Introduction to Wimbledon
Wimbledon is a richly varied place, from its pubs to its unusual clubs and bars and its shopping centre and surrounding shops. It has something to offer for everyone. Its restaurants are especially varied, and if you venture into Wimbledon village or Wimbledon chase you get to see a very different side to the area than you would merely hanging around near the train station and its surrounding environment. One of its most prominent features is the Wimbledon Lawn Tennis Club & Championships, also known as the All England Lawn Tennis & Croquet Club, the lawn tennis venue for the annual Wimbledon Grand Slam championship. It offers a museum, restaurants and tours, and is well worth visiting to get the full Wimbledon experience.
History of Wimbledon
Historical records show that since the Iron Age Wimbledon has been inhabited by various peoples, with the Hill Fort on Wimbledon Common – the second largest in London, was believed to have been built. The town originated there, which is in the area now known as Wimbledon Village. In a fascinating example of naming, Wimbledon actually means ‘Wynnman’s hill’, the final part of which is the Old English ‘dun’ meaning hill. At the time of the Domesday Book Wimbledon was part of Mortlake’s manor, and so was not recorded. It was way later in the 19th century that Wimbledon developed after the opening of the London and South Western Railway. This then led later to transport links with Croydon and Tooting. In the 20th century its population continued to grow and it then peaked in residential expansion at around the 1930s. Now, it manages to keep a good number of consumers interested due to the Centre Court shopping centre adjacent to the station.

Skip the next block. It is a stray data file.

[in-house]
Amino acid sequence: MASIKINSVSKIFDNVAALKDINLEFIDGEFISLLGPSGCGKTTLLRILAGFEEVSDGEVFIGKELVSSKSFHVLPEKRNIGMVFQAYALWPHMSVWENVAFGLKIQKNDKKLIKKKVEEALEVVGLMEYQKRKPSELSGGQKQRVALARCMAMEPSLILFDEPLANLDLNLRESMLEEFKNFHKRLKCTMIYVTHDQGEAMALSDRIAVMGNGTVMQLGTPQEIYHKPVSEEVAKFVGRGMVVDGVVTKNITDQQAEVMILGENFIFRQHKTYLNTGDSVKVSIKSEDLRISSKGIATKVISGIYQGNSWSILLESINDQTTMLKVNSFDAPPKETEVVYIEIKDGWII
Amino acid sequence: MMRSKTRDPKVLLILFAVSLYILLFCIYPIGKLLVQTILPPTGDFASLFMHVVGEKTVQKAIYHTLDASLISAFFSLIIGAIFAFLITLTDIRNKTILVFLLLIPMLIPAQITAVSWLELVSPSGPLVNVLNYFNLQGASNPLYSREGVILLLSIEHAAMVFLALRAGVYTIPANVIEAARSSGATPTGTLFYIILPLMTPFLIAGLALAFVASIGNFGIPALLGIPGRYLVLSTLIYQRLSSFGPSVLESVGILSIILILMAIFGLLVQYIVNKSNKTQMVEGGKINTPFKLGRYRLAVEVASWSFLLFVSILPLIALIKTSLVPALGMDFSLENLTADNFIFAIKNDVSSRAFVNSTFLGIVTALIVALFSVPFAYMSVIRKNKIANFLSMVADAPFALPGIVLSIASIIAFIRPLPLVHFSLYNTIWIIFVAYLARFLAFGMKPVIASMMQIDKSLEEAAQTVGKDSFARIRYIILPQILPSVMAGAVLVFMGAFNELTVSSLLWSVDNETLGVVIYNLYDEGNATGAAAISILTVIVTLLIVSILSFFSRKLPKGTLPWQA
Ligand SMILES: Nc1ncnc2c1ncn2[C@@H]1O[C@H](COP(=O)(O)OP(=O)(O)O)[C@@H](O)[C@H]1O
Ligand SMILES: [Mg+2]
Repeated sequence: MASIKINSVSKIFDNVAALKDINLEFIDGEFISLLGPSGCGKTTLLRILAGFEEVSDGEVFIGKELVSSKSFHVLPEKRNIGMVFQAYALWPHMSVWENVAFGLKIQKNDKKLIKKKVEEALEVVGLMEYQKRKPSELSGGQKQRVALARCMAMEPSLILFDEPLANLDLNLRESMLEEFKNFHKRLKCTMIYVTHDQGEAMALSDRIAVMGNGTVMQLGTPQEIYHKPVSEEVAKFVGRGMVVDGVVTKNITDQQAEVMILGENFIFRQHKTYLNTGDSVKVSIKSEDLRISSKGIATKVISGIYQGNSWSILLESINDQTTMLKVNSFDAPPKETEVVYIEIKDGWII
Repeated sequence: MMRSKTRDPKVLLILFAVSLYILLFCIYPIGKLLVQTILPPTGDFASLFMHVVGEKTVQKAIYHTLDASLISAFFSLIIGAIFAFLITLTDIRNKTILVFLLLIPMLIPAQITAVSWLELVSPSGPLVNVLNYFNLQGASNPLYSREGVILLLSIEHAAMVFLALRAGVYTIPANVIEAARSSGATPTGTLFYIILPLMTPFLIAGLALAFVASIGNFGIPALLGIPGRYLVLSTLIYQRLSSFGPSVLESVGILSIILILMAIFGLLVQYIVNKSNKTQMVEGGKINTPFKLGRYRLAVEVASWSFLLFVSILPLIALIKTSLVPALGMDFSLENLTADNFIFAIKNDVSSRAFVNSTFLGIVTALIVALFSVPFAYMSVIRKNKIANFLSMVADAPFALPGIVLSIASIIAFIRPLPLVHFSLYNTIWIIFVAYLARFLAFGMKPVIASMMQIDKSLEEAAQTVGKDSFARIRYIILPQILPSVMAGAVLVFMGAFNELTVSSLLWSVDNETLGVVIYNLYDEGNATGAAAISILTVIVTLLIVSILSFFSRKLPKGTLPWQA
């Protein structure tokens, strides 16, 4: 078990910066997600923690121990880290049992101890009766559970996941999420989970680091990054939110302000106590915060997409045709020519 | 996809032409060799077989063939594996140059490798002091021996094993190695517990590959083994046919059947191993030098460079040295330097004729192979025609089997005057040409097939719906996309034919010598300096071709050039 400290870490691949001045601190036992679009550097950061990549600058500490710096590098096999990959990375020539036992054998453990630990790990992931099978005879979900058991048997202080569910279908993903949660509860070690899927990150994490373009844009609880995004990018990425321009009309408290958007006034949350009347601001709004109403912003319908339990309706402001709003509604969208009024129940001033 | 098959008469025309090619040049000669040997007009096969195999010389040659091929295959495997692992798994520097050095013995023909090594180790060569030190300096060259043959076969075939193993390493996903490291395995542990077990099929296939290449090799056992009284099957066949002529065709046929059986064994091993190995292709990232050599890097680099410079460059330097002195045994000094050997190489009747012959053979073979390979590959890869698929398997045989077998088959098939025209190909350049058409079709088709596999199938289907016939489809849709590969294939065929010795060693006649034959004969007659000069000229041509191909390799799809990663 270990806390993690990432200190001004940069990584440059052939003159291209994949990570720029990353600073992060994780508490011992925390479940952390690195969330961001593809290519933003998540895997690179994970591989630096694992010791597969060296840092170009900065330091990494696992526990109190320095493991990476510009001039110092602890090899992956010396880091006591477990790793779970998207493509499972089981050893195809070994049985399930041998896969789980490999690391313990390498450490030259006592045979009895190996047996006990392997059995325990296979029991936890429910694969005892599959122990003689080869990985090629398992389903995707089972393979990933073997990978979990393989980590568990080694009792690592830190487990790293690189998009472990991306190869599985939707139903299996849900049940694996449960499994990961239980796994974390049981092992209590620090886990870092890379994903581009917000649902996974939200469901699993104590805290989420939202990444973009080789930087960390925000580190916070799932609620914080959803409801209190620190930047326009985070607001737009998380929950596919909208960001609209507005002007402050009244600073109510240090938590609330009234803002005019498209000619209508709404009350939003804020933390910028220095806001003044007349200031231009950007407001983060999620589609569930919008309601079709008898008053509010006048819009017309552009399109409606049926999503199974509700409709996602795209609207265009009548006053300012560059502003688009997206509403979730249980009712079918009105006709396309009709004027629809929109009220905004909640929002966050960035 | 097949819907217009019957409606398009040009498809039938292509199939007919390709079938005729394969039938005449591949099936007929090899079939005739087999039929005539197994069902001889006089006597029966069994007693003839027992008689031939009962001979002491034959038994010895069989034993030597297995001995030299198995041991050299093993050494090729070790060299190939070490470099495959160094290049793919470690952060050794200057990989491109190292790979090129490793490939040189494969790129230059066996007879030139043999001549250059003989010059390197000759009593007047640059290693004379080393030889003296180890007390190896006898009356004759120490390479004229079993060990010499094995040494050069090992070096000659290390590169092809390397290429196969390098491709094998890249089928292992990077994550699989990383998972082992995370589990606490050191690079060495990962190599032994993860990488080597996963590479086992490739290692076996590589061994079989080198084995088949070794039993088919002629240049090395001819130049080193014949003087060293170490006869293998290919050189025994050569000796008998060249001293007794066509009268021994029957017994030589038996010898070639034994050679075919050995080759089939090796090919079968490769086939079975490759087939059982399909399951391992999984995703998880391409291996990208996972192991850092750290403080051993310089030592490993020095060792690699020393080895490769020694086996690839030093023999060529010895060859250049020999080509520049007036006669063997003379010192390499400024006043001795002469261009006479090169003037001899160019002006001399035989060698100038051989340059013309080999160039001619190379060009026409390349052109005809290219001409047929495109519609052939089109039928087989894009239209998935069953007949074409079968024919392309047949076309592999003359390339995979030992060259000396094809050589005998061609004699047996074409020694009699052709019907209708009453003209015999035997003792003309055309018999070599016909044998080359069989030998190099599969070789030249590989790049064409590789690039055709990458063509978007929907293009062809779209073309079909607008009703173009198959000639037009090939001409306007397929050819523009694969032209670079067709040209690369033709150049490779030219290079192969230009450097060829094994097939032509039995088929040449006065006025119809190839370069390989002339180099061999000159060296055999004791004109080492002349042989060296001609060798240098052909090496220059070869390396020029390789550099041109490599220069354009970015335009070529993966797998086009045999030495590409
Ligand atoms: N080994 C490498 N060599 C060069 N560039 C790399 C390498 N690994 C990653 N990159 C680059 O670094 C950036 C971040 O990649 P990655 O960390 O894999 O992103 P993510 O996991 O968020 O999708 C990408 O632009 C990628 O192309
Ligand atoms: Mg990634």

Transportation in Wimbledon
Wimbledon is very well connected, with both the district line which offers transport directly into London via Putney and Fulham, and the main overground trains such as the south west trains service which runs all the way out to Guildford and beyond and also which is only four stops from London Waterloo in the other direction. You can also get a bus all the way to Vauxhall, although the route is far slower than via the train (from which it is only three stops).
Going out in Wimbledon
Wimbledon offers many venues. Fancy a good meal? The Terrace restaurant and bar, which also turns into a nightclub on Friday and Saturday nights, offers good food at decent prices and the staff are very friendly and accommodating; inside is both a restaurant and a bar. The Hand in Hand is a fine gastropub on the edge of Wimbledon Common, offering excellent food and pleasant architecture which makes for an enjoyable evening. The Wimbledon Club is a fine sports club; if you are seriously into sport then it is worth exploring.
Attractions in Wimbledon
Wimbledon offers many interesting things to do on a day or night out. Wimbledon Common is a great place to walk. The Polka Theatre shows children’s plays on a regular basis and is very friendly and a fun place to take your kids. Wimbledon Theatre is definitely worth going to if you enjoy plays, as it is a Grade II listed Edwardian theatre, situated right on the broadway in Wimbledon. If you really want to explore somewhere breathtaking, go to the Southside House, a 17th century house located near Wimbledon Common, containing a great many examples of furniture from that era.